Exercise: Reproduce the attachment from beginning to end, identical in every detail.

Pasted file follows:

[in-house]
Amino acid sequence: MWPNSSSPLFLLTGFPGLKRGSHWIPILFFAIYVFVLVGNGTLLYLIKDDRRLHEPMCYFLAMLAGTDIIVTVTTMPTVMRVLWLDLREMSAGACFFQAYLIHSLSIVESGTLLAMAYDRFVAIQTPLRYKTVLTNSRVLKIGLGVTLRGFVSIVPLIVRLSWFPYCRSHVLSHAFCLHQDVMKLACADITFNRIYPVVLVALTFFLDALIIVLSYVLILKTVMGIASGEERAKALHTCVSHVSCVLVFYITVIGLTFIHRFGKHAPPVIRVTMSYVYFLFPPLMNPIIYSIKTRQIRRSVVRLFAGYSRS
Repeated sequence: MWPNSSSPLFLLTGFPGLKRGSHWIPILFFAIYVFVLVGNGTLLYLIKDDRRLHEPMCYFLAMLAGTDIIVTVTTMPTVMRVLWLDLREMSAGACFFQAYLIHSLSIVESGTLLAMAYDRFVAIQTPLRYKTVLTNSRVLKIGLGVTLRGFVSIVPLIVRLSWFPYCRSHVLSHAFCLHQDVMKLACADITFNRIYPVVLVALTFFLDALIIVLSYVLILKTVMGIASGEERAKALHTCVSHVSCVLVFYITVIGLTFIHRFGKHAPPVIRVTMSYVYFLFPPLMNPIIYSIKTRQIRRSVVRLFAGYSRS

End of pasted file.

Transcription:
[in-house]
Amino acid sequence: MWPNSSSPLFLLTGFPGLKRGSHWIPILFFAIYVFVLVGNGTLLYLIKDDRRLHEPMCYFLAMLAGTDIIVTVTTMPTVMRVLWLDLREMSAGACFFQAYLIHSLSIVESGTLLAMAYDRFVAIQTPLRYKTVLTNSRVLKIGLGVTLRGFVSIVPLIVRLSWFPYCRSHVLSHAFCLHQDVMKLACADITFNRIYPVVLVALTFFLDALIIVLSYVLILKTVMGIASGEERAKALHTCVSHVSCVLVFYITVIGLTFIHRFGKHAPPVIRVTMSYVYFLFPPLMNPIIYSIKTRQIRRSVVRLFAGYSRS
Repeated sequence: MWPNSSSPLFLLTGFPGLKRGSHWIPILFFAIYVFVLVGNGTLLYLIKDDRRLHEPMCYFLAMLAGTDIIVTVTTMPTVMRVLWLDLREMSAGACFFQAYLIHSLSIVESGTLLAMAYDRFVAIQTPLRYKTVLTNSRVLKIGLGVTLRGFVSIVPLIVRLSWFPYCRSHVLSHAFCLHQDVMKLACADITFNRIYPVVLVALTFFLDALIIVLSYVLILKTVMGIASGEERAKALHTCVSHVSCVLVFYITVIGLTFIHRFGKHAPPVIRVTMSYVYFLFPPLMNPIIYSIKTRQIRRSVVRLFAGYSRS